The Year That Was:

From: Vartaa Editorial Team on Oct 11, 2015

Beef ban

More than a week after a heinous incident involving the lynching of Mohammad Akhlaq by a Hindu mob on 28 September in Bisara, UP (tehsil Dadri) over the alleged slaughtering of a calf for beef, Prime Minister Modi finally broke his silence on the episode. He called for communal harmony and appealed to the people to focus on working together to further economic progress. Cow slaughter is banned in UP. Meat found at Aklaq's home was tested and turned out to be mutton. The incident highlights an increasingly worrisome trend towards intolerance in India. In a touching show of solidarity to protest the lynching at Dadri, the inaction around investigation of murder of progressive thinker and scholar MM Kalburgi in Karnataka, and the rising intolerance in general, several Sahitya Akademi Award winners (India's highest literary award) returned their awards and resigned as members of the Akademi.

RBI rate cut

Interest rates on home loans are slated to decrease by 25-30 basis points (0.25-0.30 %) largely due to the Reserve Bank of India's move to lower risk-weights on home loans where buyers have been willing to put in more money of their own thereby lowering the loan-to-value ratio. The development promises to slightly increase the average Indian's real income -to- perceived income ratio.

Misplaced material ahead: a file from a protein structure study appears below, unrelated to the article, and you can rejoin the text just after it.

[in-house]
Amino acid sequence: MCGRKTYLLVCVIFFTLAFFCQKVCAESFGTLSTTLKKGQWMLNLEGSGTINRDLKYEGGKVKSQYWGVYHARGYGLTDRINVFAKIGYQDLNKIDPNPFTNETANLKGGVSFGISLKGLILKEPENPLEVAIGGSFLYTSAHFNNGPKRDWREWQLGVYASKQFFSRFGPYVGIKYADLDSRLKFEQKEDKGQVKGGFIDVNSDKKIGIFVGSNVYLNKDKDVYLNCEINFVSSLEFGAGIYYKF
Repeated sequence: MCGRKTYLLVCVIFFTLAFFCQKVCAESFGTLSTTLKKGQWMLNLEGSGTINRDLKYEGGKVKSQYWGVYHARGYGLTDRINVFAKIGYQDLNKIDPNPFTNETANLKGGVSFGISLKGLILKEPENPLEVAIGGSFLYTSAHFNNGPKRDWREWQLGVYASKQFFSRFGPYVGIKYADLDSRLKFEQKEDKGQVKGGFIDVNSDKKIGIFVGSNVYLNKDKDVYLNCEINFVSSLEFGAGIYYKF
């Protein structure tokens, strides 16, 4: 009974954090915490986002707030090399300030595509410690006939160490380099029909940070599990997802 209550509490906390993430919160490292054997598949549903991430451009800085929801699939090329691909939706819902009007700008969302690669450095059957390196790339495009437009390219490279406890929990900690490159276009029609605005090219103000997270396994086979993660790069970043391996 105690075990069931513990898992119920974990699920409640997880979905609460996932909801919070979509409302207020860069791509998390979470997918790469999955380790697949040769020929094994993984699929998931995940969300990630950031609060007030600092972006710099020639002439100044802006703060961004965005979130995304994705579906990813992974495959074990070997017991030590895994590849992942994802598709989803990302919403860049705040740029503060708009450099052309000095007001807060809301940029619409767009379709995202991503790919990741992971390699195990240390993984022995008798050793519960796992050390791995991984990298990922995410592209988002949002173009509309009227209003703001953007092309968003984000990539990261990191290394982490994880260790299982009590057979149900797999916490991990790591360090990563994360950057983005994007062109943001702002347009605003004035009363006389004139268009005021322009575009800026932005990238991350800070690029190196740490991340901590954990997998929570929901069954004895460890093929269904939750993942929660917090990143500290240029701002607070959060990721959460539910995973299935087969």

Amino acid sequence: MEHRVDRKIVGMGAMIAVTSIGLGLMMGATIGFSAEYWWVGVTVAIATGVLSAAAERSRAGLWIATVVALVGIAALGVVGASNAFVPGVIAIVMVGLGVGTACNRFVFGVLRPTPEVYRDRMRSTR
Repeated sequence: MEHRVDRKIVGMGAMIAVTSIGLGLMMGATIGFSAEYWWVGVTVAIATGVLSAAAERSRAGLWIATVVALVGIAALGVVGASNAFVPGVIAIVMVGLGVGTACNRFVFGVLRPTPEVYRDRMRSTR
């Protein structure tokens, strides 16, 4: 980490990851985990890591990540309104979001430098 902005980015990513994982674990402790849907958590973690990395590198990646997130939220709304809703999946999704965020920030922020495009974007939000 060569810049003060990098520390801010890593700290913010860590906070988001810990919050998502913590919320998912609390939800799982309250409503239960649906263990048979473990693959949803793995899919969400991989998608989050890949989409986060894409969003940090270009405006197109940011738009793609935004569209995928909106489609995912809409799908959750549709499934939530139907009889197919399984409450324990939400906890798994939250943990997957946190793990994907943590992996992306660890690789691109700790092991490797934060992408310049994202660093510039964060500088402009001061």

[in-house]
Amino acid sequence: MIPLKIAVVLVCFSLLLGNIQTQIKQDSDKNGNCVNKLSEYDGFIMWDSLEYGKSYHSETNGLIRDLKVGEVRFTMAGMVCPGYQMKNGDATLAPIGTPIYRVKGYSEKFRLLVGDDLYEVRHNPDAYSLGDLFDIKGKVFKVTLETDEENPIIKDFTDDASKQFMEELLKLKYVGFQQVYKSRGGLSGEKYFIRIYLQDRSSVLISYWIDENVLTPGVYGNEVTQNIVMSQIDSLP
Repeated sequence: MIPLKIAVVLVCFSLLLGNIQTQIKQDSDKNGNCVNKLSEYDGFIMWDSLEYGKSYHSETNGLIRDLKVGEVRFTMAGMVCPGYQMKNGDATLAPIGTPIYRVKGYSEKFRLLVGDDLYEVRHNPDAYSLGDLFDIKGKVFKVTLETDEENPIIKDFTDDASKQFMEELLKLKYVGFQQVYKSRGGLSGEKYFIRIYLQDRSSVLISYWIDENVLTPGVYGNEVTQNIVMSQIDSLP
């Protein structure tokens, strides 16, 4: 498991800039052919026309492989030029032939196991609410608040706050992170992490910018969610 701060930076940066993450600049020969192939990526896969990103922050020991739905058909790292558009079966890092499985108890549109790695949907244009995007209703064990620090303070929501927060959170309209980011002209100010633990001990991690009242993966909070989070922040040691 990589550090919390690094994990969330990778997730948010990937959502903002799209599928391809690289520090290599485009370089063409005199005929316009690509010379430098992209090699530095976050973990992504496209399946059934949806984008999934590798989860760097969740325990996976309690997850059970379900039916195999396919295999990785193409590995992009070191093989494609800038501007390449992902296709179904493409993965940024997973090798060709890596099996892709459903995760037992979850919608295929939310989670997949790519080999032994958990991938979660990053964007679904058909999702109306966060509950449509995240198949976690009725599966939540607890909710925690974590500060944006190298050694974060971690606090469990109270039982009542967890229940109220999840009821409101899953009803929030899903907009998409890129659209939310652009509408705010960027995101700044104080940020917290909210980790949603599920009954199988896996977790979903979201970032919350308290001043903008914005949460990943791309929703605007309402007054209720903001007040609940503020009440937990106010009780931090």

PM's gender equality initiative at work

The Indian Defense Ministry is considering assigning women to combat roles to align itself with Prime Minister Modi's gender equality initiative. Earlier, the Air Chief Marshal had announced that the Indian Air Force had moved a proposal to induct women as fighter pilots.

Plight of Indian migrant workers in Middle East

Following the horrific incident of an Indian maid's hand being chopped off by her Saudi employer, India is considering a ban on the flow of Indian workers to the kingdom. Earlier this summer, Indonesia banned house maid workers from working in 21 countries, most of them in the Middle East following egregious human rights violations and abuse of its citizens at the hands of dozens of household employers from the region. Given their limited diplomatic clout or unwillingness to pursue the matter aggressively with the countries involved, such bans appear to be an easy recourse despite although they will affect thousands of families who depend on remittances from the Middle East.